We are not defined by what we wear and where we live. We have an opportunity to create a healthy environment and eliminate the things in the world that separate us as a society. We value the lives of those in our community and we value each other. We work hard to respect and empower each other. Our zip codes are different, but our concerns about society are all the same. We are here to create a world filled with harmony and equality.
We are change agents, we are the young minds that observe, listen and are ready to create solutions to address world issues.
We can’t afford to wait until we get to high school. There is too much work to be done and we have the courage to do it.
We are worthy! We value each other! We honor each other’s journey because we learn and grow from each other’s experiences.
Civil Rights Activist
Founder of I HAVE A VOICE NOW!
A native of Oklahoma, Ms. Najuma’s days as an advocate began at the age of seven. She was one of the original sit-inners at Katz Drug Store in Oklahoma City. This sit-in was held several years before the sit-ins in North Carolina. She has continued to fight for equity and equality for many issues that impact one’s ability to empower themselves and add value to society.
Ayanna traveled the country with Julia Clifford, documentary filmmaker of Children of the Civil Rights, sharing her story as a participant in the civil rights movement in Oklahoma City, Oklahoma.
Ayanna was featured as the cover story, Kids Fought for Change in the Weekly Reader magazine published by Scholastics in February 2017. Over five million first, second, third and fourth graders read about her commitment to make change and she has received over 25,000 letters from students from around the country that are interested in making a difference in the world. She was featured in the play, Ayanna the Brave in Storyworks and Storyworks Jr. in February 2019, which is also published by Scholastics.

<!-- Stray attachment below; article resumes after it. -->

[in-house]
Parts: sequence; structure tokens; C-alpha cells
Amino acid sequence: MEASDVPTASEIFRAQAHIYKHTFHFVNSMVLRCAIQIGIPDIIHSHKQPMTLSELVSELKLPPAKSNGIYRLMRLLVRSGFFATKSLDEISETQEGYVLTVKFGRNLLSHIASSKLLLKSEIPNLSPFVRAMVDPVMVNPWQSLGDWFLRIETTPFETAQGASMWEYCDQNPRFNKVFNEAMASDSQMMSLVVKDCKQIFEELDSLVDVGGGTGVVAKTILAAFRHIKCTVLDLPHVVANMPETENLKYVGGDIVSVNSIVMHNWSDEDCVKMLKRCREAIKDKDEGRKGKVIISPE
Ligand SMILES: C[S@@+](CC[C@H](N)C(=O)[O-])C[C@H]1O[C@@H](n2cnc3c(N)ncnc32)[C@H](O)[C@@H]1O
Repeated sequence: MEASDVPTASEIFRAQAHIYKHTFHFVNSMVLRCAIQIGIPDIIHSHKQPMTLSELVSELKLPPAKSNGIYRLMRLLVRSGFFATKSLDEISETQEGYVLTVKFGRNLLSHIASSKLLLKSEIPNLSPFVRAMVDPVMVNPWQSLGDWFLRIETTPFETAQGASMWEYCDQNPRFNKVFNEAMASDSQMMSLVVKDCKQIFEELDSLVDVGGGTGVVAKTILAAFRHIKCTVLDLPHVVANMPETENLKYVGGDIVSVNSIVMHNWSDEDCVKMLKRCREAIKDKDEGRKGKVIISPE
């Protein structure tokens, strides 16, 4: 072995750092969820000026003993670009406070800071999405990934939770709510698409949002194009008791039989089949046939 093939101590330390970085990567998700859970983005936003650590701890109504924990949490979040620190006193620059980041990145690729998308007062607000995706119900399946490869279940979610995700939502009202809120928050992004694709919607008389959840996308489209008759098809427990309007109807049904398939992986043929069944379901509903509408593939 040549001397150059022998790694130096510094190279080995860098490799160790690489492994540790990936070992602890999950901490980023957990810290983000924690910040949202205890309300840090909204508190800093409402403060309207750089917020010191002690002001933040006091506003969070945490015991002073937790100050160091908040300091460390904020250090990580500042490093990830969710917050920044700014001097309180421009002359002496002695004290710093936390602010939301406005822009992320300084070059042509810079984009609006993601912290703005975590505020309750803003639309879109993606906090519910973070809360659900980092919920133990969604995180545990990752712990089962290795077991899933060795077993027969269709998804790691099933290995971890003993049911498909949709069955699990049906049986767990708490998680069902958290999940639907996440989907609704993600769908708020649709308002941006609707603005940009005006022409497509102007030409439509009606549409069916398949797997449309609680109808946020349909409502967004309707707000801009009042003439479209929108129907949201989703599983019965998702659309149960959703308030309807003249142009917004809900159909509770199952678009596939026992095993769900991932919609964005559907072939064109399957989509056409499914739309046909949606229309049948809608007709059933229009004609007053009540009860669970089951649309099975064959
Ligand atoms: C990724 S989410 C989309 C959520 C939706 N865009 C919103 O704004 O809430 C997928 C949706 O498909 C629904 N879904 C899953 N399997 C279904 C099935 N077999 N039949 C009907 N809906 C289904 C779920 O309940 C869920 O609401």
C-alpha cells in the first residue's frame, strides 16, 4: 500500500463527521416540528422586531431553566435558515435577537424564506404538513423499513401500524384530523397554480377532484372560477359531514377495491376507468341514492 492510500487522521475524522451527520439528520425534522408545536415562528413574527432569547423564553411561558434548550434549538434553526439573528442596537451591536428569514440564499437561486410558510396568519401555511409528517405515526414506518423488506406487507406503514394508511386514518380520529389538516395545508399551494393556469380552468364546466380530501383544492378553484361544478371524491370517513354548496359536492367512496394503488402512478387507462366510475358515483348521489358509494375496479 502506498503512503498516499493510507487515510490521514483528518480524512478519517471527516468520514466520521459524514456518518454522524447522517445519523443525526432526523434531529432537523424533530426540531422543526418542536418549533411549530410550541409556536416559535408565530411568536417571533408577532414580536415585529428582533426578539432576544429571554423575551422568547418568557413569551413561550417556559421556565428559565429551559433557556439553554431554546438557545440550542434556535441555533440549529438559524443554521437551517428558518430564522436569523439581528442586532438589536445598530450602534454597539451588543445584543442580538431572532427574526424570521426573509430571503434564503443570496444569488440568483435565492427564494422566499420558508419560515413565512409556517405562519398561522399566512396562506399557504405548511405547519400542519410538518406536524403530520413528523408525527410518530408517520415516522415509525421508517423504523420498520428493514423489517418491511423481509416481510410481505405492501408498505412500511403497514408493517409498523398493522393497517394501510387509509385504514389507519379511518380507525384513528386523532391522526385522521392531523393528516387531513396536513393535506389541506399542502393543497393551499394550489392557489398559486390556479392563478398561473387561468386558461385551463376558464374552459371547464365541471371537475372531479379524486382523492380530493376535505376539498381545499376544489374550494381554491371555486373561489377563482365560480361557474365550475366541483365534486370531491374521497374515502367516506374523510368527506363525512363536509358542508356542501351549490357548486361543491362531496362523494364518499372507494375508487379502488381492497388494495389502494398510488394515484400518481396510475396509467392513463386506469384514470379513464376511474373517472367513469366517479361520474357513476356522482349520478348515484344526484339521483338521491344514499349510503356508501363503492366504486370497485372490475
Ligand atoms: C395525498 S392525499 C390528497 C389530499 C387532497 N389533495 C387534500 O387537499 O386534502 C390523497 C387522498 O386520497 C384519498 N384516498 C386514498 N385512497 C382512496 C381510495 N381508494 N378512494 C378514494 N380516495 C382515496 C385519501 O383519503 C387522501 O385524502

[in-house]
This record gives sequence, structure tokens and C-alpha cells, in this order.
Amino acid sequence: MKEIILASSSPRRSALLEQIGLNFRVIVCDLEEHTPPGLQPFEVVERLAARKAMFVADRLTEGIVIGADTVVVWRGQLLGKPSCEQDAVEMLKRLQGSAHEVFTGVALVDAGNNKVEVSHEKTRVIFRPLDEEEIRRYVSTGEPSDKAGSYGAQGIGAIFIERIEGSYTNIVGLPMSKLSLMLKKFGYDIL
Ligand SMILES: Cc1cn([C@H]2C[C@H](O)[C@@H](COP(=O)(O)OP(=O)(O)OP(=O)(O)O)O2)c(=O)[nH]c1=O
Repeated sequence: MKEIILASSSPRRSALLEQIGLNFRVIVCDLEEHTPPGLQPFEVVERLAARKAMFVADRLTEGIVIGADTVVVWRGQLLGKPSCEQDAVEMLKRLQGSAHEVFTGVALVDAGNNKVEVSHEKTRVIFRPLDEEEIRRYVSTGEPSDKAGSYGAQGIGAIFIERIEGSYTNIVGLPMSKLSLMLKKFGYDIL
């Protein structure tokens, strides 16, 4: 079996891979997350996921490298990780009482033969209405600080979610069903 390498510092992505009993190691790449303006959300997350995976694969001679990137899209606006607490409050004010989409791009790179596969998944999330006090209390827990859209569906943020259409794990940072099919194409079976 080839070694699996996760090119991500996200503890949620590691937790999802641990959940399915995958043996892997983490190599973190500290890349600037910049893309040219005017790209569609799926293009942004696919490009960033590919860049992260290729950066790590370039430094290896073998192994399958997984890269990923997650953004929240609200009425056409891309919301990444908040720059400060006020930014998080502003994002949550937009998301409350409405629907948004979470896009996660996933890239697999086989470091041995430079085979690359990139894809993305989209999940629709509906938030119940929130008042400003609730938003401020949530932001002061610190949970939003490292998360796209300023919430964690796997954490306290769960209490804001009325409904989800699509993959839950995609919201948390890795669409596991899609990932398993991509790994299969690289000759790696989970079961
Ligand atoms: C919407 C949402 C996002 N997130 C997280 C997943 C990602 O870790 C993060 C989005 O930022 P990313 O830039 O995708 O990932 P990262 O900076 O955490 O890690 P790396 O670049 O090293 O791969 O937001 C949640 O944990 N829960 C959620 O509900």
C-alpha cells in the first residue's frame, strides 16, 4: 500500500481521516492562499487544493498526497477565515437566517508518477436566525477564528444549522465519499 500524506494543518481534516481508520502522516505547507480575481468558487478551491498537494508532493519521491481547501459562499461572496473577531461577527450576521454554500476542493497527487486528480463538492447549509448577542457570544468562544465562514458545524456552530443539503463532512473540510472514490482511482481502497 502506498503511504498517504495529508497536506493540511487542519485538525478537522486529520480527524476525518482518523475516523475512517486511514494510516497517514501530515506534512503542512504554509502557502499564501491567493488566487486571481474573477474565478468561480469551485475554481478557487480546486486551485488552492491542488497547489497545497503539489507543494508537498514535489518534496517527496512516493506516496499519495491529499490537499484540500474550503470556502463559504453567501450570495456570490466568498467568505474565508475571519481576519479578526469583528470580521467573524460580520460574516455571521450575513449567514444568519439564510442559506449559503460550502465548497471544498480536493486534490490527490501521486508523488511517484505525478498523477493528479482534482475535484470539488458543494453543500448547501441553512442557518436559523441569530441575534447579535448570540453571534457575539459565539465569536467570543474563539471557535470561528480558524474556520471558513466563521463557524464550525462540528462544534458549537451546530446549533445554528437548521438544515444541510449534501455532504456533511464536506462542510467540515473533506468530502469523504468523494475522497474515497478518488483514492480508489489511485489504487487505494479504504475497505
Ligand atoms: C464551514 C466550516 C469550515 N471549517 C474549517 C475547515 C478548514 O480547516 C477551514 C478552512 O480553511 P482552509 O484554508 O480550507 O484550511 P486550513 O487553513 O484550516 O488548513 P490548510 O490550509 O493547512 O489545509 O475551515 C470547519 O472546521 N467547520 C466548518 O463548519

Ayanna was presented The Trailblazer Award by the Oklahoma Department of Human Services, Oklahoma Department of Corrections, Oklahoma Corporation Commission and the Oklahoma Historical Society for her work in the civil rights movement. She received the Juneteenth Book Festival Heart of Courage Award in Washington, DC. The Martin Luther King, Jr. Day Committee in Midwest City, Oklahoma honored Ayanna as one of the original sit-inners in Oklahoma City, Oklahoma. She was one of the recipients to receive the Woody Guthrie Center Changing World Prize presented to Mrs. Clara Luper and the original sit-inners. The League of Women Voters’ of Oklahoma and Oklahoma City selected Ayanna as one of “100 Oklahoma Women Trailblazers” in celebration of the 100th Anniversary of women in Oklahoma getting the right to vote.
Ayanna is a principal with Lincoln-McLeod, a public relations firm. She is the host of WHAT LIES BETWEEN US with Ayanna Najuma, a conversational platform on social justice and the executive director of the Dr. Ruth Joyce Colbert Barnes Foundation.
Ayanna has been featured in local and regional magazines across the country and writes for several newspapers and magazines.
She received a Bachelor of Arts degree from George Washington University in Washington, DC and a Masters degree in Urban Planning from Howard University also in Washington, DC.